Duck is the second most frequently consumed type of poultry in Asia. The improvement of carcass characteristics and meat quality is beneficial to consumers. High intramuscular fat (IMF) in duck pectoral muscle is gradually gaining popularity among consumers and researchers in the poultry industry . IMF mainly accumulates in muscle cells  and affects meat duck flavour, tenderness, and quality [3,4]. Lipids include triglycerides (TGs), phospholipids, and cholesterol (CHOL), which are insoluble in water, and their transport in the extracellular fluid, lymph, and blood requires proteins associated with the lipids to suspend them in water . Therefore, IMF is a key indicator for evaluating duck meat quality and it is affected by proteins that interact with lipids.
Apolipoprotein H (APOH) binds to negatively charged phospholipids located in the cell core and attaches to the partial structure of various lipoproteins . APOH is involved in several human physiological processes, such as lipid metabolism, proliferation, inflammation, thrombosis, systemic lupus erythematosus, cognitive aging, metabolism of TG in protein lipoprotein lipase (LPL), and participation in the immune response process of anti-phospholipid syndrome (APS) [7–14]. LPL has important functions in lipid metabolism, such as participation in fatty acid transport and TG hydrolysis [15,16]. APOH has been reported to inhibit peroxisome proliferator activated receptor gamma (PPARG) expression and increase LPL activity in macrophages[17–19]. PPARG has positive effects not only in regulating cellular lipid metabolism but also in cytokine production and inflammation inhibition . Apolipoprotein plays an essential role in the two stages of chicken skeletal muscle myogenesis and adipogenesis , and the PPAR pathway is involved in lipid deposition in chicken skeletal muscle . However, few studies have addressed the mechanisms involved in regulating lipid metabolism in duck myoblasts.
A previous study showed that APOH is the difference gene between high and low groups of meat ducks with residual feed intake, and the factor affecting the residual feed intake of meat ducks is lipid metabolism . Therefore, the APOH gene may play an important role in duck lipid metabolism. To clarify the key role of APOH gene in the lipid metabolism of duck myoblasts, this study constructed a cell model of APOH gene knockdown and overexpression and detected the intracellular conditional factors and indicators for analysis. This study provides a molecular basis for breeding ducks with high IMF by explaining the molecular mechanism of APOH gene promoting fat accumulation in duck myoblasts.
MATERIALS AND METHODS
The animal experiment was reviewed and approved by the Institutional Animal Care and Use Committee of Anhui Agriculture University (no. SYDW-P20190600601). Duck myoblasts were isolated from thoracic tissue of 13 embryonic-day-old duck embryos. Duck embryos are provided by Qiangying Duck Industry, Anhui.
The breast tissues of 12 duck embryos that had been hatched for 13 days were removed, cut into pieces, added with five times the volume of type I collagenase and digested in a 37°C water bath for 2 h. After digestion until there is no large tissue clumps, a equal volume of Dulbecco’s Modified Eagle Medium (DMEM)/F12 (Biological Industries, Kibbutz Beit-Haemek, Israel) was added to terminate digestion. Collect the digested tissue supernatant, filter it through a 300-mesh filter, and collect the filtrate. The filtrate was collected into a 15 mL centrifuge tube, centrifuged at 1,000 rpm/min for 10 min, collect the cell precipitation, 2 mL of culture medium was added to resuspend the cells, and the cells were collected by centrifugation again under the same conditions. Ten millilitres of complete medium (79% DMEM/F12 medium + 20% fetal bovine serum [FBS; Biological Industries] + 1% antibiotics [Thermo Fisher Scientific, Waltham, MA, USA]) was added to the cells (CS) to resuspend and seed them in a 10 cm petri dish and then they were incubated at 37°C for 4 h.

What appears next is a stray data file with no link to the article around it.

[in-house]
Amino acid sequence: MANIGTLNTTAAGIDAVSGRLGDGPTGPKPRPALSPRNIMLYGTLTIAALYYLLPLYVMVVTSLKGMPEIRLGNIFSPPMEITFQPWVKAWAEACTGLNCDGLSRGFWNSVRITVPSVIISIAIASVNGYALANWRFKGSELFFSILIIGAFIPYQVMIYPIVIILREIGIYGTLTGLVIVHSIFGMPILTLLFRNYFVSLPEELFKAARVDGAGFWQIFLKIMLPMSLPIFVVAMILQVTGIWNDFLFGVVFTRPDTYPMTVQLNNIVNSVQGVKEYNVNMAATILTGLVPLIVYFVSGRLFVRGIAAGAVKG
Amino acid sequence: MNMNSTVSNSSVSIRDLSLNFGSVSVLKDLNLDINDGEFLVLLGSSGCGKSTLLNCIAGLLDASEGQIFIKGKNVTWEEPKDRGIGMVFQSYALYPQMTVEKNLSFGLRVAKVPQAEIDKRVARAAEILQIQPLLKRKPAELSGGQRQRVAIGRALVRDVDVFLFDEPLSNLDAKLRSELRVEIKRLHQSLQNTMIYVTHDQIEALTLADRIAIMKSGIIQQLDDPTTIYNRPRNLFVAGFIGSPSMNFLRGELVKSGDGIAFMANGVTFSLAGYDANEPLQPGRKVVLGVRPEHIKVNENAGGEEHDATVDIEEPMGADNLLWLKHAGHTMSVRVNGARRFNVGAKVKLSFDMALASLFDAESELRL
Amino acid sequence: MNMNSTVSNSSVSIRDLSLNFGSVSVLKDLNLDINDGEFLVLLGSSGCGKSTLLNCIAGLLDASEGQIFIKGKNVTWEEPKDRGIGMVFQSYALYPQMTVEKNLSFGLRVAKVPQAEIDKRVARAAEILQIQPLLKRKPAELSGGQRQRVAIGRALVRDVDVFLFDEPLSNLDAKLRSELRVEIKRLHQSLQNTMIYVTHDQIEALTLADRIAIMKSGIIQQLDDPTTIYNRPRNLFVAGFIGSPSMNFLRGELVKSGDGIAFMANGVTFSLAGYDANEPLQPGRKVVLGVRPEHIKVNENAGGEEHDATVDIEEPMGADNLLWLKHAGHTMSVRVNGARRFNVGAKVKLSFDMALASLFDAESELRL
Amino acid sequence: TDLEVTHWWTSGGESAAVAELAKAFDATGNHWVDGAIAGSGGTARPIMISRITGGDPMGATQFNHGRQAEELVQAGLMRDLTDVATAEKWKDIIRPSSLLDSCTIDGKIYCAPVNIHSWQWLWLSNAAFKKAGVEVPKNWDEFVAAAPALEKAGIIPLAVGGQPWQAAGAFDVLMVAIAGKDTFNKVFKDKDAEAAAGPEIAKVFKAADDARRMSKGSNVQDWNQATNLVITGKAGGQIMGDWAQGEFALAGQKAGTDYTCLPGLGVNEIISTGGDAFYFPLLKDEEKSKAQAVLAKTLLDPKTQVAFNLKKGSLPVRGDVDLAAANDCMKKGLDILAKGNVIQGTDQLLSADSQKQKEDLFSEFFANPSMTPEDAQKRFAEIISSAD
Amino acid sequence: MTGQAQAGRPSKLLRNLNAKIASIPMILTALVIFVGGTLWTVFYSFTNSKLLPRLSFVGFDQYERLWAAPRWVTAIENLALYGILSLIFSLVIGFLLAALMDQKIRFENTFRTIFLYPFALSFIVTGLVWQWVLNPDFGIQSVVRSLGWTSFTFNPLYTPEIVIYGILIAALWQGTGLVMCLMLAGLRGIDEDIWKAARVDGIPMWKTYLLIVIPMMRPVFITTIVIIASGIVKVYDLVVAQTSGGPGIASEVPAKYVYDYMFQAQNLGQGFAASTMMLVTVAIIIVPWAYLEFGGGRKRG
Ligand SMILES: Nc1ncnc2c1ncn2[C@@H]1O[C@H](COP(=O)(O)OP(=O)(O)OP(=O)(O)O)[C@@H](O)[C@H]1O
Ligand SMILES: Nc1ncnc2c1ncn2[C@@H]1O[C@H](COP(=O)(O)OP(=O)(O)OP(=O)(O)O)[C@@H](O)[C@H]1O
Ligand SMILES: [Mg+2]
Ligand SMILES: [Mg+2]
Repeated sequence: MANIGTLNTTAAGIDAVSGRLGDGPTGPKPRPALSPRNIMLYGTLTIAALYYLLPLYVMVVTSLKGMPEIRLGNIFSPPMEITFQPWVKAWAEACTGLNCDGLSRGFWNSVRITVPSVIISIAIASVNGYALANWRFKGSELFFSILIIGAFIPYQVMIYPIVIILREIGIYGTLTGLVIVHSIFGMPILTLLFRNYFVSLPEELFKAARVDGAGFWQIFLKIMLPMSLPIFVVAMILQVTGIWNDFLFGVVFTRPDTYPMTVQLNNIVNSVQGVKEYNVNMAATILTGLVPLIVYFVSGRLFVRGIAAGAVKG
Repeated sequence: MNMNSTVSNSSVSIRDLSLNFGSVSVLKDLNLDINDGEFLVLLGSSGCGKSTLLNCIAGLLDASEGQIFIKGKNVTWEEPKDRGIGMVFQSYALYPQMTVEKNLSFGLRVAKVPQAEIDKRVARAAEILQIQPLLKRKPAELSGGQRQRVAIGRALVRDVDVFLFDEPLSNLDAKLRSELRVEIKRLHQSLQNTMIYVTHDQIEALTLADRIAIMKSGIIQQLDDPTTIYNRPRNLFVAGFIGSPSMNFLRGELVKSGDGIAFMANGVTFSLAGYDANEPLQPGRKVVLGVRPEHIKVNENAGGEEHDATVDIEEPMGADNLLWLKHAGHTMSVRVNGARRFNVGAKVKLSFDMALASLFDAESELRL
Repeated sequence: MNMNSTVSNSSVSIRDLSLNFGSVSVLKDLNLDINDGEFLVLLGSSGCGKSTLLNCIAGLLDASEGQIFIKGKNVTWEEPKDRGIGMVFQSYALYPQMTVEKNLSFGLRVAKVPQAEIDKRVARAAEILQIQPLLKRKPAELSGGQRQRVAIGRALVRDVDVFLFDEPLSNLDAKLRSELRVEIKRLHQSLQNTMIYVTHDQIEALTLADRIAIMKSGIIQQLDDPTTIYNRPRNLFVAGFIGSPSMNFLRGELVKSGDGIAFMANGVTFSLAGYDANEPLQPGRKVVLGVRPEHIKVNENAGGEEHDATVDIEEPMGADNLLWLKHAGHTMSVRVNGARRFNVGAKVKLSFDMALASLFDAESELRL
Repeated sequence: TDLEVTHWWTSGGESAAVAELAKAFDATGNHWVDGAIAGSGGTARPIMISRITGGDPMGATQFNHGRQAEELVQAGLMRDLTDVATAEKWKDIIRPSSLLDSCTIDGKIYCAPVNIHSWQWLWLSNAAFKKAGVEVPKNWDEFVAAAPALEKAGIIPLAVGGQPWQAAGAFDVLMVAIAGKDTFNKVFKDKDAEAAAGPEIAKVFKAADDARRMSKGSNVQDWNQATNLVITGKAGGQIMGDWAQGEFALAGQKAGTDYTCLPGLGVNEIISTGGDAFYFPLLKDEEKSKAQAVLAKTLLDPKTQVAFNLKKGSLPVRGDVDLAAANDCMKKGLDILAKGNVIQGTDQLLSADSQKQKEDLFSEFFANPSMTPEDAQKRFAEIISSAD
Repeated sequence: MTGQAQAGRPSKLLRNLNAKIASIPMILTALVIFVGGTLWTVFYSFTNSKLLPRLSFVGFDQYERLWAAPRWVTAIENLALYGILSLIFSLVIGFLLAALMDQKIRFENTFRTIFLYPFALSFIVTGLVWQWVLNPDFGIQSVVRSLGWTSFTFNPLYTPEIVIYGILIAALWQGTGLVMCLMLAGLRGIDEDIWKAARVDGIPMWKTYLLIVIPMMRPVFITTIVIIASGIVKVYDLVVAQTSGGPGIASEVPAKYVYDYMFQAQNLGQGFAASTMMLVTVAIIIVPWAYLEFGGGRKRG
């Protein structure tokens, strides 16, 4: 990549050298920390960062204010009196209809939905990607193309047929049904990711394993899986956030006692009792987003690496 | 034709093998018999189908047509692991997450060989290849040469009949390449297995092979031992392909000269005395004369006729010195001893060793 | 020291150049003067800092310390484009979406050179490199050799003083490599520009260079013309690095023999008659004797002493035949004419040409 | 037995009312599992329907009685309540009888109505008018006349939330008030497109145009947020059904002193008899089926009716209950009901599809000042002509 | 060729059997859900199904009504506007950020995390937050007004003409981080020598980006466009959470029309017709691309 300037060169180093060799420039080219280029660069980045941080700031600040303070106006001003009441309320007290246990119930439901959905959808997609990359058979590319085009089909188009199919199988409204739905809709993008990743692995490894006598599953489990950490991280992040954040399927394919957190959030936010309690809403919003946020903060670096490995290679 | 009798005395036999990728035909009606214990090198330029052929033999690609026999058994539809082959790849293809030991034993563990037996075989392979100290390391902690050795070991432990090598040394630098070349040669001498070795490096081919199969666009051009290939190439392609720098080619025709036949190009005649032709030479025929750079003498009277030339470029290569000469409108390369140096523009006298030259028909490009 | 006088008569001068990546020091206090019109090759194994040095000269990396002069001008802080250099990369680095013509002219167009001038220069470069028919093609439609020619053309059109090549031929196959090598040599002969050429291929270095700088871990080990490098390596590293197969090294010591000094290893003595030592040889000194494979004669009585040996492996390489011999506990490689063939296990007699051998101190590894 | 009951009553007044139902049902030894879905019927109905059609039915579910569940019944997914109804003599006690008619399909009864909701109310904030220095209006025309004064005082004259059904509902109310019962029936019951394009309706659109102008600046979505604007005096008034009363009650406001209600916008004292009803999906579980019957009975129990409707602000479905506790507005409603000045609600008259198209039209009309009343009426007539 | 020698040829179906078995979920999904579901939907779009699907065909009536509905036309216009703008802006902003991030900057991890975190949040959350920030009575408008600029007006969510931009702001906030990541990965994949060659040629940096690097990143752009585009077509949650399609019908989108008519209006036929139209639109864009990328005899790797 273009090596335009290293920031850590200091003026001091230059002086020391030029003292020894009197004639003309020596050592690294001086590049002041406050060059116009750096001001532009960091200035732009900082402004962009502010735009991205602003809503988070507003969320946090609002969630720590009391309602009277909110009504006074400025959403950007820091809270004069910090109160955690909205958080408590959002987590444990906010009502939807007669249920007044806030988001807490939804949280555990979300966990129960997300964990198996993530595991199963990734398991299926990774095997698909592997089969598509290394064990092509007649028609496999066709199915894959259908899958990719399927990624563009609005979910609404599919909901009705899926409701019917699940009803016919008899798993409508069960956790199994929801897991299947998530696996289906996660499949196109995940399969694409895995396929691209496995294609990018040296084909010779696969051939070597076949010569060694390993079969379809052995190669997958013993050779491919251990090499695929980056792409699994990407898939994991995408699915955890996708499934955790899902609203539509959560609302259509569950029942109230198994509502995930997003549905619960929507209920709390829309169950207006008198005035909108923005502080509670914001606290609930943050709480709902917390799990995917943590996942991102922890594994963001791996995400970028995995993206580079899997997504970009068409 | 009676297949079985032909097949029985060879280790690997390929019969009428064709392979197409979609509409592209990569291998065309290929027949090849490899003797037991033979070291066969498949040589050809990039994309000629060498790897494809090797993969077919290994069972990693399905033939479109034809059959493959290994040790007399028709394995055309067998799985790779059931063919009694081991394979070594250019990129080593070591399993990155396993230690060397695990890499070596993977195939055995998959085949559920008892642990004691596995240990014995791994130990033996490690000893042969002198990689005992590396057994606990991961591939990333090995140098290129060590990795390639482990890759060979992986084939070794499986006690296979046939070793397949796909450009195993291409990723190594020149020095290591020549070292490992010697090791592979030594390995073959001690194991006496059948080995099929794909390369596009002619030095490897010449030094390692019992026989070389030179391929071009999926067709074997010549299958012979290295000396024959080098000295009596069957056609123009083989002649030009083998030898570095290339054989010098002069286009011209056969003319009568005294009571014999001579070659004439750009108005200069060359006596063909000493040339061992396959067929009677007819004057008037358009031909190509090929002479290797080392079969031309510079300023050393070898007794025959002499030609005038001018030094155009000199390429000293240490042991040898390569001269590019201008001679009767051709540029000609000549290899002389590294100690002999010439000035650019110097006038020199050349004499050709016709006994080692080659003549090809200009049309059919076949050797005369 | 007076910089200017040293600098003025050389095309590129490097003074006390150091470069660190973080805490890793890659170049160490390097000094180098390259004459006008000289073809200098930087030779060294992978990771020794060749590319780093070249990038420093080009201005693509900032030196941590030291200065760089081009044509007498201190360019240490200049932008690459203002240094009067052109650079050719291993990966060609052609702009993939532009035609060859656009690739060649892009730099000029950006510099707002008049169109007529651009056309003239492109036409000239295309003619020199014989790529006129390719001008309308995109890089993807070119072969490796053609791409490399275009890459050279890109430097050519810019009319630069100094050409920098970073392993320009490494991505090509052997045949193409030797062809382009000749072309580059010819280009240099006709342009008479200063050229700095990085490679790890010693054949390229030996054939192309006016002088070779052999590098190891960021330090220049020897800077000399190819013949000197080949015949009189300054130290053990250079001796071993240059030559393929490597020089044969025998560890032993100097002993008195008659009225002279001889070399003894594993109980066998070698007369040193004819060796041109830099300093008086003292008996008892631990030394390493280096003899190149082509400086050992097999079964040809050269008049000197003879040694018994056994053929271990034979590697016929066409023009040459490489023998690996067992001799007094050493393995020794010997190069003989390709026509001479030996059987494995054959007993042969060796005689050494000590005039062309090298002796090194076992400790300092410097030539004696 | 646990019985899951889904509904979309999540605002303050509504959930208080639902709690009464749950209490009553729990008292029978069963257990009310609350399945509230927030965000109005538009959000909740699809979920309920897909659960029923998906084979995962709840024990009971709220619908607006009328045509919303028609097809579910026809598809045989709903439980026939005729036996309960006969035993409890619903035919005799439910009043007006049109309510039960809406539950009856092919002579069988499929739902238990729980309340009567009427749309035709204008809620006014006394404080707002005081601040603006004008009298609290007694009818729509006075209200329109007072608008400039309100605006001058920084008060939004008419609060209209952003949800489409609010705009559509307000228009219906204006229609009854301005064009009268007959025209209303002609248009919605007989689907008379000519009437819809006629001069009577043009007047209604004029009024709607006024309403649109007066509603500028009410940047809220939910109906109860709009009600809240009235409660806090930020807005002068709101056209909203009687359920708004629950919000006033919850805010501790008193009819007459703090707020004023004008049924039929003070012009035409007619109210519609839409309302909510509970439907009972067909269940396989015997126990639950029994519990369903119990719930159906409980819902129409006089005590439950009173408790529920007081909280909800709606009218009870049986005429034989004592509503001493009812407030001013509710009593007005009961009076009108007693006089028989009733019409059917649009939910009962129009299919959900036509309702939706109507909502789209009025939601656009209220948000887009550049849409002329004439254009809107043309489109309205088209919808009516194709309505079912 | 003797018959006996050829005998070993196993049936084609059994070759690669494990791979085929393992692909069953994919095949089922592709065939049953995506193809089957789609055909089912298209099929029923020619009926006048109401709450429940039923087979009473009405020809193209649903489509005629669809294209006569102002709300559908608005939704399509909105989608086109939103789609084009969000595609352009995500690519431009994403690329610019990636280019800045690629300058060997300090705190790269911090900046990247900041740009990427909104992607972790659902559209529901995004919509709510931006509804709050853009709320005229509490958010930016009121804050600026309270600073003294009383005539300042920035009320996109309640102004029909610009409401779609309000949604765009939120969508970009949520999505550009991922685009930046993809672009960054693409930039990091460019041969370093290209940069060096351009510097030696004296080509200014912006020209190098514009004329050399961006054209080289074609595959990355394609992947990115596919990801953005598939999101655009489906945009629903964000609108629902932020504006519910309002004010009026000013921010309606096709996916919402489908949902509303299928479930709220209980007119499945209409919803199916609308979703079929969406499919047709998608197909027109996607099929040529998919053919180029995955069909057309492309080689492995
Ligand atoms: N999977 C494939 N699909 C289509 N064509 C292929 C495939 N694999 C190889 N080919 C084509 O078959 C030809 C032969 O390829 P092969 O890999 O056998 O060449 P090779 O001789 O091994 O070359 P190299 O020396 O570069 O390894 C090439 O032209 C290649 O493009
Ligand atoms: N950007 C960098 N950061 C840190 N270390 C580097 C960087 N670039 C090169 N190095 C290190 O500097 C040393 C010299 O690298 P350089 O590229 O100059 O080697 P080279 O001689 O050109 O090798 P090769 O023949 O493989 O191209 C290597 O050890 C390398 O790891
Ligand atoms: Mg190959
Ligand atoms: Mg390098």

A large number of myoblasts (CS1) and a small number of other cells were in a nonadherent state. To obtain purer myoblasts, the culture of the supernatant from the first culture dish was repeated and cultured for 4 h. Finally, the supernatant from the second dish was collected, the number of cells (CS2s) was recorded and they were seeded in 6-well plates. Medium containing 89% DMEM/F12, 10% FBS and 1% antibiotics was used to culture the CS. The incubator conditions were 37°C and 5% CO2.
When cells grew to 80% confluence, they were reseeded into 24-well plates for immunofluorescence staining of PAX7 (Proteintech, Wuhan, China) [22,23]. The cells were fixed for 15 min with 4% paraformaldehyde (Biosharp, Hefei, China), blocked, and incubated with anti-paired box (PAX7) primary antibody at 4°C overnight. The anti- PAX7 was detected with a secondary antibody labeled with fluorescein isothiocyanate (FITC) (Immunoway, Plano, TX, USA) in a darkroom at 25°C for 1 h. Finally, the cells were incubated with 4′,6-diamidino-2-phenylindole (DAPI) (Servicebio, Wuhan, China) in the darkroom for 15 min. Then the immunofluorescence images of PAX7 protein labeled were observed by fluorescence microscope (DP73, Olympus, Tokyo, Japan).